However, it will also be necessary to address cost efficiency policies to be able to withstand both the expected rates of return of a business that will need significant levels of investment to support the skills required by the new demand, and a reduction in profitability due to a significant increase in competition levels.
The current situation and expected trends seem to confirm the hypothesis that the new Asian suppliers will become market leaders in mobile telecommunications equipment, supported by their competitive advantage in costs, access to greater economies of scale and progressive parity in quality levels offered at extremely competitive prices.
Against this backdrop, traditional providers should continue to work on the redefinition of business models, investing in innovation and maintaining technological leadership, as well as on the verticalization of their value proposition (specialized care, provision of outsourcing services for the maintenance and operation of operator networks, etc.).
Production of content and applications
This is undoubtedly the key element for developing mobile broadband in the right direction. At present content and applications have managed to eliminate the "totally free" use of the Internet, and have transformed the users of terminals into true economic actors that generate direct revenue from sales and indirect revenue from advertising.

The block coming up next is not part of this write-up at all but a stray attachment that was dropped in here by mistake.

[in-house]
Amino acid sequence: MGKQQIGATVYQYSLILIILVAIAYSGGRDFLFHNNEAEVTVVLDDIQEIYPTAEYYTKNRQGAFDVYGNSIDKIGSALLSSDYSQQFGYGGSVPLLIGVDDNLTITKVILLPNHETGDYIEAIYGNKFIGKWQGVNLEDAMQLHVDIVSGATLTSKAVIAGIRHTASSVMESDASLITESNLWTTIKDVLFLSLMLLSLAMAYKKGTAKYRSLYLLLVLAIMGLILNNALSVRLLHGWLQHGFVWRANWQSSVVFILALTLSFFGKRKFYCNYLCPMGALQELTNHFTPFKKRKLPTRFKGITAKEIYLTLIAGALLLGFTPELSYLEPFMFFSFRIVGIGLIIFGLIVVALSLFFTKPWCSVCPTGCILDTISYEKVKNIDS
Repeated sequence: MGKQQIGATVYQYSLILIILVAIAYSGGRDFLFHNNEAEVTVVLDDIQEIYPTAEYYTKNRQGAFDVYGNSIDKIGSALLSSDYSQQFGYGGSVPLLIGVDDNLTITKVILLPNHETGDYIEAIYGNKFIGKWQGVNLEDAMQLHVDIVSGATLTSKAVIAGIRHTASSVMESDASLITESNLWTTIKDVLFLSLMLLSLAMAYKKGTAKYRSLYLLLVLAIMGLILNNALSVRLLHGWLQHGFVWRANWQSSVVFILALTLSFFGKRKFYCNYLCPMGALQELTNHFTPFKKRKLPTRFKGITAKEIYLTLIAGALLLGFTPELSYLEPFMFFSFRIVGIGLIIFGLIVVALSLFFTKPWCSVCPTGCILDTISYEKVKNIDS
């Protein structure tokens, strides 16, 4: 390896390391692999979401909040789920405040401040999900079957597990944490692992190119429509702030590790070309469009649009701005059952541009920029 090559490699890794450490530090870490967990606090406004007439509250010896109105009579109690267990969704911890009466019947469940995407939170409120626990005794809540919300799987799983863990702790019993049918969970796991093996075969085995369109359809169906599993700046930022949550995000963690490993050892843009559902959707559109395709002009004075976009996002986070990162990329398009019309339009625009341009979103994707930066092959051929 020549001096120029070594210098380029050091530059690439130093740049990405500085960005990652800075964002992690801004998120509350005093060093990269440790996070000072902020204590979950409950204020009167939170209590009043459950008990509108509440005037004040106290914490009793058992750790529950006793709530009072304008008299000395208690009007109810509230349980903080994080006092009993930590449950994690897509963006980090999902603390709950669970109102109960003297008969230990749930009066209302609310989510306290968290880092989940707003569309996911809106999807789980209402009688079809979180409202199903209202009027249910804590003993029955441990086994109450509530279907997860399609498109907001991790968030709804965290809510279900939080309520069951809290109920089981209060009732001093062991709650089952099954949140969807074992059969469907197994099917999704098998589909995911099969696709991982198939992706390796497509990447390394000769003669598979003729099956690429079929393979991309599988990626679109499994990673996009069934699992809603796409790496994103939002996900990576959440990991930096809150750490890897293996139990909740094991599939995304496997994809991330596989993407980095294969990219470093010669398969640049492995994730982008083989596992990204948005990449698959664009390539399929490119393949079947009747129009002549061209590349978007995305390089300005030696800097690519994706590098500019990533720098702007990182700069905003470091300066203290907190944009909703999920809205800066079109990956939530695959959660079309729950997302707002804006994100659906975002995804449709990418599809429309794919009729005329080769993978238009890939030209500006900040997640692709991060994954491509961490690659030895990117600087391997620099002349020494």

Over the next few years, content and applications will be giving usefulness to the arsenal of technology currently available to users, largely underused due to the incipient status of the offer available to date, designed (even "invented") for the mobile channel.
As content and applications gradually mature, it seems clear that users will expand their use of mobile in terms of both quantity (time dedicated per day) and quality (range of use: entertainment, information, work, research, communication, etc.).
In this context, the potential for innovation attached to the new possibilities offered by the currently available technology (i.e. transmission speeds, geolocation possibilities...) offers a glimpse into the huge growth potential made possible by the high business turnover – from sales and advertising, expected for the coming years (which will undoubtedly become the most significant portion of the turnover generated by mobile broadband during this period).
What are the key issues faced by Operators in this situation?
Mobile Broadband is becoming the new growth driver in the information society, supported by business volumes above two digits (from sales and advertising) expected for the next five years. However, most of these revenues will come from added value in the use of mobile broadband (not from access to it). Currently, this added value is mainly being offered by other players in the value chain.
In order for operators to be able to gain a share of this market, they will need to:
- Manage to capture channel "use", i.e. have "customer browsing time associated with their brand".
- Manage to effectively monetize this “use”, both through direct sales to customers themselves, and by making the most of that "browsing time" through selling advertising to companies.